TikTok owner ByteDance said on Tuesday it would hand out cash bonuses to employees working to help it “overcome challenges posed by the COVID-19 pandemic and changing macro environment”.
Full-time employees who have worked for 26 or more working days between July to August will be given a bonus worth half their August base salary, according to a letter from ByteDance to its employees that was seen by Reuters.
“Thank you for your hard work and dedication,” the letter says. ByteDance has said it has over 60,000 employees globally.
The bonus could run into hundreds of millions of yuan, based on ByteDance’s hiring advertisements and company sources.
ByteDance confirmed the letter but did not provide details.
ByteDance has come under global scrutiny amid concerns about TikTok’s collection of personal data and censoring of political content. The United States has said it will ban the short video app unless ByteDance sells the app’s US operations amid rising tensions between Washington and Beijing.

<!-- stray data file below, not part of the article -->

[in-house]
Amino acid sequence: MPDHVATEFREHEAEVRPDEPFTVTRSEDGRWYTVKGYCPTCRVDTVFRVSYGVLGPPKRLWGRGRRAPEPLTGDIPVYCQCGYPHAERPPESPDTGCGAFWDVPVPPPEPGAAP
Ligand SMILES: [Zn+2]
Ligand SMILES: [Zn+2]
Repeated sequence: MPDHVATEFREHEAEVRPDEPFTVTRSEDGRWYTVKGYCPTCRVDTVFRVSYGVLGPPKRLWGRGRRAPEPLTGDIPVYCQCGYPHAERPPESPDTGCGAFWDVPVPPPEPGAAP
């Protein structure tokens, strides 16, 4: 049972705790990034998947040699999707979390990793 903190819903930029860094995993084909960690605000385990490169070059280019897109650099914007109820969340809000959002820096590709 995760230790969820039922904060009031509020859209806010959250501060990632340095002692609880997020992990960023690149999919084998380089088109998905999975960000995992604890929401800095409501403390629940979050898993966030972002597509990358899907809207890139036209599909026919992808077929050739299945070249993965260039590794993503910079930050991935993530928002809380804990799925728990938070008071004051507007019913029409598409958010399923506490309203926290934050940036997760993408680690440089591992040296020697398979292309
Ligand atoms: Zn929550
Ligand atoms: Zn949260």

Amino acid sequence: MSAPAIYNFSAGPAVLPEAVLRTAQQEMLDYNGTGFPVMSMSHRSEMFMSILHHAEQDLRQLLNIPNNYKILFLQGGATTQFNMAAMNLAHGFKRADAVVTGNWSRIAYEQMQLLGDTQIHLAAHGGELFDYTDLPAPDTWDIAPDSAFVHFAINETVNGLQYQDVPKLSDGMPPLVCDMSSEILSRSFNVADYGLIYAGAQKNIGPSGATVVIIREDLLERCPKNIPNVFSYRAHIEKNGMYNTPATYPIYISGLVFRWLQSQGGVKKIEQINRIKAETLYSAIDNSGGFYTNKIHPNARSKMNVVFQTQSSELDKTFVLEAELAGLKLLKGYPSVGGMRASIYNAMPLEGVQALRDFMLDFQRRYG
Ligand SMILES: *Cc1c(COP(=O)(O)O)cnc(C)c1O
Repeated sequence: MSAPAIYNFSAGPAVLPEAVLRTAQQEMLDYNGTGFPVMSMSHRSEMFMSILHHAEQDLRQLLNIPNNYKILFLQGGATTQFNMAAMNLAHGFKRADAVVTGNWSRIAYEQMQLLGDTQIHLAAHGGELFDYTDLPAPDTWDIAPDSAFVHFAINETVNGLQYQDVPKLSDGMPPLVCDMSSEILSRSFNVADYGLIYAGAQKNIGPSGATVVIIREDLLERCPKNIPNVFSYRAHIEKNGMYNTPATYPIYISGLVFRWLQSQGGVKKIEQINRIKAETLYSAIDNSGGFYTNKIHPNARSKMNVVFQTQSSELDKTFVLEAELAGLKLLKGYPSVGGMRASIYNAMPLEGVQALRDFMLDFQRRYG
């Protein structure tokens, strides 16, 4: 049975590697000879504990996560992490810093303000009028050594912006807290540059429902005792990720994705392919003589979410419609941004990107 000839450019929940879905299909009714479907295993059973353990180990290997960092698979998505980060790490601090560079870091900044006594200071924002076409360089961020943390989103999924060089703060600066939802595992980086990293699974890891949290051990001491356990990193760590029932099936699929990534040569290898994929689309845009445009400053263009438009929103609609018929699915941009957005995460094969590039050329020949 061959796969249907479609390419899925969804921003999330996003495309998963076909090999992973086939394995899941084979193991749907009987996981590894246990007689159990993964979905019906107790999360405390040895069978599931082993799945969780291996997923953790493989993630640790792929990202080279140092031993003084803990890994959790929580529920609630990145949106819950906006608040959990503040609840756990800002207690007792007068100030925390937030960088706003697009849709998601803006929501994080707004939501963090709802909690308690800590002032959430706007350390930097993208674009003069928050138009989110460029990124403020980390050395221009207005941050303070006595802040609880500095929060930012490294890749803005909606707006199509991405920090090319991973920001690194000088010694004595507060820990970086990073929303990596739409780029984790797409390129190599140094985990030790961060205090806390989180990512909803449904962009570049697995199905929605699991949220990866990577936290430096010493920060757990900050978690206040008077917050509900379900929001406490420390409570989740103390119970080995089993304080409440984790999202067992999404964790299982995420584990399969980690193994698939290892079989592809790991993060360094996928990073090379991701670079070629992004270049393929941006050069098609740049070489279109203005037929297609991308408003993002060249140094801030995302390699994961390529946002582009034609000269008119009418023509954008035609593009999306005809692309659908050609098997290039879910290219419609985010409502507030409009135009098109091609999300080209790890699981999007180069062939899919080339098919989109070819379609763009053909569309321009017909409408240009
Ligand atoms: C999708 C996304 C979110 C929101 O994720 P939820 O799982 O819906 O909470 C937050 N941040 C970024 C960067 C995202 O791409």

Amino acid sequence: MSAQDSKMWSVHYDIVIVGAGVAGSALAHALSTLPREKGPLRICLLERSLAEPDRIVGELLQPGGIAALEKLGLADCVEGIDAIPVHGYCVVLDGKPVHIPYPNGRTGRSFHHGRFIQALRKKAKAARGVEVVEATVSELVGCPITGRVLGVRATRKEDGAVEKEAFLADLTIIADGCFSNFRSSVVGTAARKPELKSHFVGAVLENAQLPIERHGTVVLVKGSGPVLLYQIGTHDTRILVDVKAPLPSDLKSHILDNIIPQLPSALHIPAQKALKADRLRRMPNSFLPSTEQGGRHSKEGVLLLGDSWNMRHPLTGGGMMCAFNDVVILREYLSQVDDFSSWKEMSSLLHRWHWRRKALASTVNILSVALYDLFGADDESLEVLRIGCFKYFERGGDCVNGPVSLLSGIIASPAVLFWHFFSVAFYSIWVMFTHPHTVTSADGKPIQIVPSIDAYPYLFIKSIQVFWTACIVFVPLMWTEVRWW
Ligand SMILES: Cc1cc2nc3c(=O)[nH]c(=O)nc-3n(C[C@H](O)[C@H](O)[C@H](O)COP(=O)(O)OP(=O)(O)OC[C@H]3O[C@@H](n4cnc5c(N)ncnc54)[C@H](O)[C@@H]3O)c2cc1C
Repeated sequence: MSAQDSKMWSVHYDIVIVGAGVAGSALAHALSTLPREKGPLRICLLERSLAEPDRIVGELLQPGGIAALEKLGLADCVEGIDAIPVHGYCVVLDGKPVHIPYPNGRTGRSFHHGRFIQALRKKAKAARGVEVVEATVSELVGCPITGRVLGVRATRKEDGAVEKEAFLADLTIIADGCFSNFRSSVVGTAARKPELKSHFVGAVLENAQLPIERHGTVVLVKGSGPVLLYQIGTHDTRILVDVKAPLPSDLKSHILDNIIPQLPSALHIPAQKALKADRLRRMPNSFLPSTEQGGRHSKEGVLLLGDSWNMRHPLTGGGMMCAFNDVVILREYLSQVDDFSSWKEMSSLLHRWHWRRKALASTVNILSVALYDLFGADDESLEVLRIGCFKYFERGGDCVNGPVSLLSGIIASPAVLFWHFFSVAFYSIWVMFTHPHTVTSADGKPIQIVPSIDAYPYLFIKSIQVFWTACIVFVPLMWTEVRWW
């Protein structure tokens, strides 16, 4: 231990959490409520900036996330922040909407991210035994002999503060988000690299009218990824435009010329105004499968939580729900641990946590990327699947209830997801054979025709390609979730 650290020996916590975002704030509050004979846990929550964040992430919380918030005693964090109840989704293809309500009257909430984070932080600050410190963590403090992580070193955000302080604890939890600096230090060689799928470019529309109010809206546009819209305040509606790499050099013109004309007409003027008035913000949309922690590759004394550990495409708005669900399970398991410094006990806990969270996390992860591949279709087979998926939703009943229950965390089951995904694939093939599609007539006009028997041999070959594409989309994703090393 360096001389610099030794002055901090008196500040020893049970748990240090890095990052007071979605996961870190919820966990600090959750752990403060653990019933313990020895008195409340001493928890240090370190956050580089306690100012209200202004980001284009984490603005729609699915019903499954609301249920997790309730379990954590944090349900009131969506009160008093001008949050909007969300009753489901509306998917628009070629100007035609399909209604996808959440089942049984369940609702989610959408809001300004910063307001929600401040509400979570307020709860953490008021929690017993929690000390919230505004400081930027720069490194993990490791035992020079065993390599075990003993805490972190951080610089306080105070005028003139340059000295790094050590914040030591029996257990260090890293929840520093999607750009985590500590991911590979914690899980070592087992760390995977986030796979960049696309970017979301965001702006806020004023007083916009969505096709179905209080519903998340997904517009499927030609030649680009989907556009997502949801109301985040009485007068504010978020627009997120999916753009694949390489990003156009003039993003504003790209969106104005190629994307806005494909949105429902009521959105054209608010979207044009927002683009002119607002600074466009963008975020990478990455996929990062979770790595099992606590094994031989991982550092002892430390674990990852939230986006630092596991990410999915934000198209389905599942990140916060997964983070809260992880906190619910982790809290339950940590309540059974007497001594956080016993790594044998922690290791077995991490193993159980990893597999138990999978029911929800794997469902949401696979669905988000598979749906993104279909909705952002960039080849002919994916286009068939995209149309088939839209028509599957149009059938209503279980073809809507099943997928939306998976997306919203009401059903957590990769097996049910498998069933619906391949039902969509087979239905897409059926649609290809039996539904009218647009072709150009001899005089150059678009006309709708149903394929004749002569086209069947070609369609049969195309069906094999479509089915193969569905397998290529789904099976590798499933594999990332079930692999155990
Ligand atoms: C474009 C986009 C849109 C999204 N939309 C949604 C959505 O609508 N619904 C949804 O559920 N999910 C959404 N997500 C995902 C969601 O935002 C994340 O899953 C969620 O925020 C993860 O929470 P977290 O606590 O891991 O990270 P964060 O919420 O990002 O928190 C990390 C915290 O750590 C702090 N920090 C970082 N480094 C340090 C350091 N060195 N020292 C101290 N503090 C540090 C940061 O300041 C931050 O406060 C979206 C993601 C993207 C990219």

ByteDance has said the Chinese government does not have any jurisdiction over TikTok content.
TikTok has also faced challenges in India, where it was among dozens of Chinese apps banned in June following a border clash between the countries.
“The TikTok team and especially the deal team have been working day in and day out,” a company source said, adding staff morale at TikTok had been hit by the global challenges as well as the departure of its CEO Kevin Mayer who quit after just three months.
ByteDance founder and CEO, Zhang Yiming, said in an earlier letter that the staff had been working “endless hours” amid the surrounding “noise”.
ByteDance’s cash bonuses, which come as many companies face financial pressure due to COVID-19 and a slowing economy, was on Tuesday among the most discussed topics on Maimai, China’s version of LinkedIn.
Late last year, Chinese telecoms giant Huawei also said it would hand out CNY 2 billion (roughly Rs. 2,153 crores) in cash rewards to staff as a mark of recognition for work in the face of a US trade blacklisting.
© Thomson Reuters 2020
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